Natasha Humera Ejaz’s latest EP Till The End Of Time was officially launched this weekend at the Full Circle Gallery in Karachi.

The launch was made special by the art showcase that was designed to complement the EP's four songs . Two installations were created by Natasha herself, while the other two were designed by fellow indie musician Nadir Shahzad of Sikandar ka Mandar fame and actor Mariam Saleem.

Natasha's band consists of her on vocals and guitar, Ali Junejo on percussions, Ali Suhail also on guitar and ukulele and Rahail Siddiqui on bass – Photo by the author
Natasha's band consists of her on vocals and guitar, Ali Junejo on percussions, Ali Suhail also on guitar and ukulele and Rahail Siddiqui on bass – Photo by the author

The launch kicked off with a live acoustic performance. Natasha opened the set with her effortless cover of ‘Aaj Janay Ki Zidd Na Karo’. It seemed she was nervous about this cover, as she referred to an acquaintance and said “Aunty, you will have to forgive me for this”. But it was clear that the audience appreciated the honeyed tones in her rendition.

Following the cover song, the band performed the EP's songs; namely ‘Khwab’, ‘Raqeeb’, ‘The God Song’ and ‘Till The End Of Time’. While the first three songs were released online a couple of months before the launch, this was the audience's first time hearing 'Till The End Of Time'. This song is extra special for Natasha – in it, she imagines a conversation with her father.

The visual complement added an interesting dimension to the musical experience. The installation with the most impact was ‘The God Song’. This installation was meant to exemplify “mysticism and fantasy”, and the aim was achieved to a large extent.

God Song was created to evoke a mystical, fantastical feeling – Photo by the author
God Song was created to evoke a mystical, fantastical feeling – Photo by the author

A single light source cast several shadows, and created patterns that captured the people's fancy. The smell of incense made it a serene experience. Some visitors also moved the suspended cuboid and enjoyed the visual experience of the shifting patterns.

The 'God Song' installation overshadowed the others. Natasha's ‘Khwab’ installation consisted of a projection of the song's music video on a wall of a room with a chair and a birdcage surrounded by lit diyas.

The Khwab installation hoped to provide a space for viewers to introspect – Photo by the author
The Khwab installation hoped to provide a space for viewers to introspect – Photo by the author

A note explaining the installation said, “The space for Khwab will enable the audience to introspect and discover their hopes and dreams”. While the lyrics impress on the listener ideas about exploring one's dreams, the installation did not move the observer to reflect on their own. But we can put that down to an individual's subjective experience of art.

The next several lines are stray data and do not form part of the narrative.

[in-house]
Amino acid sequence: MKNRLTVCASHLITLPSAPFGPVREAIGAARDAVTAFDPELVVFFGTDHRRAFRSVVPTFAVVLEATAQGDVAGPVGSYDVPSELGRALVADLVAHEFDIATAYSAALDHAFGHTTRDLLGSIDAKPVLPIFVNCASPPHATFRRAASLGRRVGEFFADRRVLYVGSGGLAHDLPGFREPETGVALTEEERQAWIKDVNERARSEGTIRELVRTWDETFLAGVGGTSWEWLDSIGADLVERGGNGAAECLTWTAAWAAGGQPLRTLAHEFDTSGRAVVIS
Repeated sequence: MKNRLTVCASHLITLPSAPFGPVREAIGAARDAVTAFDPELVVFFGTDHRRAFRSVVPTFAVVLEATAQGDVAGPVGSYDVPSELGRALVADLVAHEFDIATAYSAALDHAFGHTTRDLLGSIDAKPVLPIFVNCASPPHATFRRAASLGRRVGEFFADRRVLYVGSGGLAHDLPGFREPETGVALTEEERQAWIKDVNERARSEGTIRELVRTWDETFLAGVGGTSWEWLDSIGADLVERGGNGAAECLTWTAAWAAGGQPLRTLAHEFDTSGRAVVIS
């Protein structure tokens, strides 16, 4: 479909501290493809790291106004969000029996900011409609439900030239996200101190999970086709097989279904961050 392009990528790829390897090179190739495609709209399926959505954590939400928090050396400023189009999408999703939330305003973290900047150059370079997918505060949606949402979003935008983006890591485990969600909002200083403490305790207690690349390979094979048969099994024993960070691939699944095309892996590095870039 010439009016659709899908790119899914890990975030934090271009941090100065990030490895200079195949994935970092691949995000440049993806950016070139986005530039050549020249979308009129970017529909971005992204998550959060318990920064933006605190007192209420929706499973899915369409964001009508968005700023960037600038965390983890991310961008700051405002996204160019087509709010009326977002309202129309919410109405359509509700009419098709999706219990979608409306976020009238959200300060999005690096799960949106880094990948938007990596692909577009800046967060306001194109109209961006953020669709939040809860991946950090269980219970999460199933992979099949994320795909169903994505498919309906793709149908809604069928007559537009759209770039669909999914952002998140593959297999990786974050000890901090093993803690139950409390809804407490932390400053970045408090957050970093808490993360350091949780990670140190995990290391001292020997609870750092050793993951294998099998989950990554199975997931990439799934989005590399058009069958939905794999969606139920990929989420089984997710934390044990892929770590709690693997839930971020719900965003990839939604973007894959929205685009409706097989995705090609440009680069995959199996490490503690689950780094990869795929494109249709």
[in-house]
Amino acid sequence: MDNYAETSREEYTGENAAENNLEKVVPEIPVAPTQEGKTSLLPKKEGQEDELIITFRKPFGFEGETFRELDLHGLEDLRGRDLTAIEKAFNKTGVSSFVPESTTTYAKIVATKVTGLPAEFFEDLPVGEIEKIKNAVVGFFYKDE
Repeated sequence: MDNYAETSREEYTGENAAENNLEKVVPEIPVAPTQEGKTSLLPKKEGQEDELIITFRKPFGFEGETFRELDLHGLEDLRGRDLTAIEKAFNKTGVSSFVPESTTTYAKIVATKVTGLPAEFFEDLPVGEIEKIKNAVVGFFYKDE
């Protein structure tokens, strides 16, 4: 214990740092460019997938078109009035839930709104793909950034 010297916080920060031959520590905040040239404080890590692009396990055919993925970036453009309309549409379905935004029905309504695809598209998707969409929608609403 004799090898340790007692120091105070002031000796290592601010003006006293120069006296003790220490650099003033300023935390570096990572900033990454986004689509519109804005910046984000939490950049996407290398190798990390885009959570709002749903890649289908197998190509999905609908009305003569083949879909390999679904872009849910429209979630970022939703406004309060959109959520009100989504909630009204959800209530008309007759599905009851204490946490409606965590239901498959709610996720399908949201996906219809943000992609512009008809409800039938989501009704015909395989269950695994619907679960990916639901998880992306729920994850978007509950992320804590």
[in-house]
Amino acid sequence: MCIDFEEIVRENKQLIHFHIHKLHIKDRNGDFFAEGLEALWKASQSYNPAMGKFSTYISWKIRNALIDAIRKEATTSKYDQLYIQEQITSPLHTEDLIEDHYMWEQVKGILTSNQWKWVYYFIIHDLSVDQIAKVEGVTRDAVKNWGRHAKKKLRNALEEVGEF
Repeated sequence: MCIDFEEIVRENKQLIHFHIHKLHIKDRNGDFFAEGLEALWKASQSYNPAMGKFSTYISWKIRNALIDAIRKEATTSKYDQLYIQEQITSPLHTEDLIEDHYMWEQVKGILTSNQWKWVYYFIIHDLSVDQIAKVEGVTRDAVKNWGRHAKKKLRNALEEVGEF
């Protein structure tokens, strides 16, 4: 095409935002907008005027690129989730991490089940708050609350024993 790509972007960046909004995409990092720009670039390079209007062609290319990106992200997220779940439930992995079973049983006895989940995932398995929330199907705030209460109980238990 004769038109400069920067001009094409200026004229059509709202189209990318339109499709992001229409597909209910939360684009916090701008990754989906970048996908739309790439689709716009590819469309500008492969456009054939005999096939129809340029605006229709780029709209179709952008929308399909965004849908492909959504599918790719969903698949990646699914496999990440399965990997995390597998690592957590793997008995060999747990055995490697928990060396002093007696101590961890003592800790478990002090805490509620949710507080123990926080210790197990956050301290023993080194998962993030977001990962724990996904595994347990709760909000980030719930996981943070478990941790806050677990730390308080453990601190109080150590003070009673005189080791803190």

The ‘Raqeeb’ space was designed by Mariam Saleem, who also created an armchair setting for the viewing of the song's video. The installation doubled as the launch of the song's brand new video, made in collaboration with Kohi Marri and Shahrukh Khurshid. With the framed pictures of couples from different societies and time, it looked like something out of a Wes Anderson movie.

The Raqeeb installation was reminiscent of a Wes Anderson movie – Photo by the author
The Raqeeb installation was reminiscent of a Wes Anderson movie – Photo by the author

The idea was to reinforce the meaning of the song, that is, convincing yourself that you can find love again. According to a note explaining the exhibit, the installation brought together discrepant pieces together, signifying that sometimes love is about finding a comfy little space in situations that are far from comfortable.

The ‘Till the End of Time’ installation was designed by Nadir Shahzad, who chose to recreate the Natasha's old room in Malaysia, where she was studying music.

This installation was designed by Nadir Shahzad, who chose to recreate the Natasha's old room in Malaysia, where she was studying music. – Photo by the author
This installation was designed by Nadir Shahzad, who chose to recreate the Natasha's old room in Malaysia, where she was studying music. – Photo by the author

It was where Natasha wrote this song, and Nadir wanted to give the visitors a feel of that significant time in her life. However, one wondered why the exhibit had no relation to Natasha's father, who is a central character is the song.

All in all, the installations were a novel way to launch an album in Karachi, where music is seldom released in the first place. At a time when people rarely invest in buying physical copies of music, the exhibit served as a more fitting musical complement to Natasha's songs.

The hope is it piqued the curiosity of more than just Natasha's existing fanbase and was an experience of discovery for them.

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